In a more current assessment, recent research suggests that the public’s embrace of cannabis is steadily increasing, even as the illicit market maintains its presence. This study, conducted by New Frontier Data, a prominent cannabis consulting firm, involved surveys of nearly 4,400 cannabis consumers and 1,200 nonusers across the United States. The findings reveal a noteworthy surge in acceptance and consumption of cannabis over the past year.
Despite the persistent financial and regulatory hurdles faced by the US cannabis industry, consumer attitudes towards cannabis remain overwhelmingly positive. The study demonstrates that a growing number of individuals are not only admitting to past cannabis use but also indicating their intention to use it again in the future. Approximately 42% of US consumers now fall into this category, compared to 39% a year ago. Conversely, the group of staunch cannabis skeptics has been shrinking, with only 30% stating that they had never used cannabis and had no plans to do so, down from 34% in the previous year. Moreover, a rising percentage of individuals are expressing willingness to experiment with cannabis for the first time, with only 13% firmly declaring that they would never use it again, a slight decrease from the figures in 2022.
The data gleaned from this survey paints a picture of an increasingly cannabis-friendly US consumer base. Of particular interest is the revelation that 31% of cannabis consumers report using it multiple times a day. Among the 18 to 34 age group, this trend is even more pronounced, with 41% consuming cannabis multiple times daily. Although these percentages have slightly dipped compared to the previous year (36% and 46%, respectively), there is no sign of waning popularity for cannabis. As more states legalize its use, the cannabis industry is predicted to experience a 17% growth, reaching an estimated $34 billion in sales in 2023, as projected by New Frontier Data.
Interestingly, the study uncovers a growing acceptance of cannabis even in the face of unmet expectations regarding cannabis legalization. The initial goal of implementing state-licensed sales was to establish a secure supply chain, mitigate health risks, and dismantle the organized crime networks associated with the illicit market. However, contrary to these intentions, underground cannabis sales have continued to grow in recent years, reaching an estimated $77 billion in 2022, up from $70 billion in 2020, according to New Frontier Data’s estimates.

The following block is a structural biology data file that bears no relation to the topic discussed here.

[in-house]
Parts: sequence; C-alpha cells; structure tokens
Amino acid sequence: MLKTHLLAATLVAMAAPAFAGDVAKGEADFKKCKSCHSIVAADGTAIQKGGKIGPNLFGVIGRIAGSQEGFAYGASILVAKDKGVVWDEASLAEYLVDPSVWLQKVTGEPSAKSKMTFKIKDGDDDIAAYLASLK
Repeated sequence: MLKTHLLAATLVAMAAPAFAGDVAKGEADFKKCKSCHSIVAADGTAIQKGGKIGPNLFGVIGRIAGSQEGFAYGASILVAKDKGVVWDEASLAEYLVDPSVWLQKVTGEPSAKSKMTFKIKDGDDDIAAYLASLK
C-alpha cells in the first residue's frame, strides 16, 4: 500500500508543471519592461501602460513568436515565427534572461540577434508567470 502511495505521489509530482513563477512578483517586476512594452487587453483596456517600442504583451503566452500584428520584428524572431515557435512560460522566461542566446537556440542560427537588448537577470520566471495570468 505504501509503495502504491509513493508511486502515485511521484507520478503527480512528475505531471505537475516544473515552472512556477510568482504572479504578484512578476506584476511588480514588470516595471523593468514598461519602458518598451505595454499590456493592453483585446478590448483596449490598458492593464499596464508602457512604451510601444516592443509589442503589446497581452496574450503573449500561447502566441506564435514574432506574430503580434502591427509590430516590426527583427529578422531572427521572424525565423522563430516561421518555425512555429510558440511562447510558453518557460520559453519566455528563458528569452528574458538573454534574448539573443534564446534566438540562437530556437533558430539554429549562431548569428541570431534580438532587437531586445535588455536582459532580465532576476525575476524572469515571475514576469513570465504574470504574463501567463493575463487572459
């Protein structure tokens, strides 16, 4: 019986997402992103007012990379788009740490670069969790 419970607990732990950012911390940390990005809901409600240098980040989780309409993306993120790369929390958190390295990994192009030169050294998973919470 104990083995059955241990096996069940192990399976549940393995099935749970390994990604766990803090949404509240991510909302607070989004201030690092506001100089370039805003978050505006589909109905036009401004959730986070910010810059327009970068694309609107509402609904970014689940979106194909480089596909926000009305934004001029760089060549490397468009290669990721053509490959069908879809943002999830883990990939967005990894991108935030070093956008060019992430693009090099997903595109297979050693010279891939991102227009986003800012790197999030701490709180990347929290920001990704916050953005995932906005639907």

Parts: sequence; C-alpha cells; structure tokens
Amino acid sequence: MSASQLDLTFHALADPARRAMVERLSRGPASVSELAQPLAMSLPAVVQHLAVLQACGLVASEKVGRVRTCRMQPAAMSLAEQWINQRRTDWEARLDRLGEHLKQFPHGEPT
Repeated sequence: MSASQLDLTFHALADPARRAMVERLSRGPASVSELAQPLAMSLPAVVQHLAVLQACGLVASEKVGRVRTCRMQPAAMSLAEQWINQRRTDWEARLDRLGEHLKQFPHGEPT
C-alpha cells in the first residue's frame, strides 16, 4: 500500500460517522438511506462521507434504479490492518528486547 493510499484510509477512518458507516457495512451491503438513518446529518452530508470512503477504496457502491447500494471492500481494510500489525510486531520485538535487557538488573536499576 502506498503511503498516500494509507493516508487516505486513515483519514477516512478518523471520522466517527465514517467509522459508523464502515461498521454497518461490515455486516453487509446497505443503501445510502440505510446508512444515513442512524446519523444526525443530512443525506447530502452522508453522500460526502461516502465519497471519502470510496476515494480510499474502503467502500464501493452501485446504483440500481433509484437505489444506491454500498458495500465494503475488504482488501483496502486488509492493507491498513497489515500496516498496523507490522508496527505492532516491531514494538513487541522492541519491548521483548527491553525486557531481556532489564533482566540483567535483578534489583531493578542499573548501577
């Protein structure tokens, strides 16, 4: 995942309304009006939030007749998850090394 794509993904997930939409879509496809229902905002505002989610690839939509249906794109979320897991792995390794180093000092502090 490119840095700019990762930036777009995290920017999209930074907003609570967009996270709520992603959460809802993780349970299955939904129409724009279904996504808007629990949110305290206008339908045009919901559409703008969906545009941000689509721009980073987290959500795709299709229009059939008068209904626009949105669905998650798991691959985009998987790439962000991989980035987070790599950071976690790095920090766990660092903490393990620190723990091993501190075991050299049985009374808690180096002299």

Nonetheless, the report does anticipate a decline in the illicit cannabis market, projecting it to be around $73 billion in 2023. In parallel, the legal cannabis market is anticipated to exhibit steady growth in the coming years, albeit with a modest decline in the illicit market.
Contrary to earlier hopes that cannabis would supplant alcohol use, the study reveals that cannabis users are more likely to consume alcohol and do so more frequently. While only 21% of cannabis nonusers report drinking alcohol a few times a week, the report finds that 34% of cannabis users consume alcohol with the same frequency.
Despite these positive trends and projections, cannabis stocks have faced a downturn in recent years, primarily due to the lack of significant progress toward federal legalization. While an increasing number of states are moving to legalize cannabis, federal lawmakers have grappled with reaching a consensus on legislation that would provide the industry with broader access to financial services or lead to full federal legalization. President Joe Biden’s call for a review of cannabis’s classification has also contributed to the uncertainty surrounding the industry’s future.
In conclusion, the latest study underscores the growing acceptance of cannabis among the public, with more individuals using it and expressing openness toward its use. Nevertheless, the illicit market remains a formidable challenge for the legal cannabis industry. The future of federal cannabis legalization remains uncertain, exerting an impact on the performance of cannabis-related stocks in recent years.
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